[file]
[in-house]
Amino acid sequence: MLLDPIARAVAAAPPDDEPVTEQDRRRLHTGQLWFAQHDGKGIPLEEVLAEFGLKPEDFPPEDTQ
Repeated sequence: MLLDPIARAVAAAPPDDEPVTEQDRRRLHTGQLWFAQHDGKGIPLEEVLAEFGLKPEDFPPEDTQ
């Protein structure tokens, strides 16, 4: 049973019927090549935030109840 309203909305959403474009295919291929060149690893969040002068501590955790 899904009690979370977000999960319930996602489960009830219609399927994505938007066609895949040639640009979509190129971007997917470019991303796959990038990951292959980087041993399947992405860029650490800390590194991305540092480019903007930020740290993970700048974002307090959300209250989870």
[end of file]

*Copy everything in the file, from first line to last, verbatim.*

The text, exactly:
[in-house]
Amino acid sequence: MLLDPIARAVAAAPPDDEPVTEQDRRRLHTGQLWFAQHDGKGIPLEEVLAEFGLKPEDFPPEDTQ
Repeated sequence: MLLDPIARAVAAAPPDDEPVTEQDRRRLHTGQLWFAQHDGKGIPLEEVLAEFGLKPEDFPPEDTQ
């Protein structure tokens, strides 16, 4: 049973019927090549935030109840 309203909305959403474009295919291929060149690893969040002068501590955790 899904009690979370977000999960319930996602489960009830219609399927994505938007066609895949040639640009979509190129971007997917470019991303796959990038990951292959980087041993399947992405860029650490800390590194991305540092480019903007930020740290993970700048974002307090959300209250989870």